How was life before the so-called Islamic State brought so much chaos to the region?
In Southern Kurdistan we were carefree, a little bit spoiled too. Although in charge since 1992, the Kurdistan Regional Government (KRG)’s successive cabinets failed to invest in the time – and money since 2003 – to make social, political and economic progress. Perhaps the KRG’s only bold projects were short-term construction projects, which even this sector has been suffering from an unhealthy bubble. Yet worse than all these, the KRG failed to build a strong national army. Peshmarga has been the most overlooked segment within the KRG for the past two decades: poorly trained, they were unprepared to respond to abrupt attacks.
Also starting from 2003, when the US invasion of Iraq automatically lifted much of the decades-long sanction on Southern Kurdistan, the number of NGOs focusing on social change has been continuously increasing. These NGOs have spent big amount of money and human resource, aiming to make social change. Even though the sheer number of the NGOs should have brought significant social changes, but that never happened. Albeit that doesn’t deny they have been trying to bring positive change to a certain extent.
[quote_box_right]The current situation in the KRG, in terms of both financial crisis and military vulnerability are the result of encouraging consumerism in the society, unpreparedness, and a weak civil society.[/quote_box_right]
At the time when there was relative peace, before the rise of ISIS, intellectuals and journalists did their best to aware the KRG to prepare for sudden crisis and build a robust infrastructure, but these advices fell on deaf ears. The current situation in the KRG, in terms of both financial crisis and military vulnerability are the result of encouraging consumerism in the society, unpreparedness, and a weak civil society.
Here I want to focus on the civil society, particularly the NGOs devoted to social change. Formerly we have faced many social problems particularly ones associated with women, children, freedom of speech, and civic engagement. However the civil war in Syria and the rise of ISIS in Iraq pushed around 2 million civilians flee to Southern Kurdistan. Additionally, there are few families that don’t have a son or a relative within the Peshmarga ranks fighting against ISIS in the borders of Southern Kurdistan. To add to the problems even civil servants do not get their regular salaries, so one can imagine the extend of the current crises. But does that mean we should turn a blind eye to all other underlying social issues?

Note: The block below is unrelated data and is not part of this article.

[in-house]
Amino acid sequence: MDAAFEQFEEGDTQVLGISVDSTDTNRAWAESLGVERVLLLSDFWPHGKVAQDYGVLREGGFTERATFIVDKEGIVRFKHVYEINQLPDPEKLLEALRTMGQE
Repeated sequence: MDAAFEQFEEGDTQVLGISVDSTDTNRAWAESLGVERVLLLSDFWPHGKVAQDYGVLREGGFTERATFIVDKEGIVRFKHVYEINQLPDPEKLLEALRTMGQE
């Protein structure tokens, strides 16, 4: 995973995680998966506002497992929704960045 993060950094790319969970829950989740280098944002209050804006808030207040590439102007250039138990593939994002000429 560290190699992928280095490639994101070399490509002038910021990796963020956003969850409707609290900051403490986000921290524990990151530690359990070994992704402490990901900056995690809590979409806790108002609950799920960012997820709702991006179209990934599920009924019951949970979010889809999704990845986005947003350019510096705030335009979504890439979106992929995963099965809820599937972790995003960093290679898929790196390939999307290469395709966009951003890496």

Unfortunately most of the NGOs and INGOs are only dealing with the refugees and have neglected tackling the other social issues; the many projects that are funded to empower woman and youth are largely only for refugees and IDPs. Now we have more children and women on the streets than anytime before and the divorce cases in the courts have increased. The social issues in general have dramatically increased. These problems are ignored and many seem not to be able to see the danger this will bring to the society in the long run.
[quote_box_right]There must be a division between the NGOs who work for refugees and IDPs and the ones who are meant to bring positive social change.[/quote_box_right]
To return things back to the right track, it is time now for the NGOs to reset their priorities. There must be a division between the NGOs who work for refugees and IDPs and the ones who are meant to bring positive social change. We should not lose the society on the cost of a short-term crisis. If we spend all our energy on the current crisis and ignore the ones we used to deal with in the past then we will head to more chaos, because we are disregarding a large part of the society who always need support especially vulnerable women and children.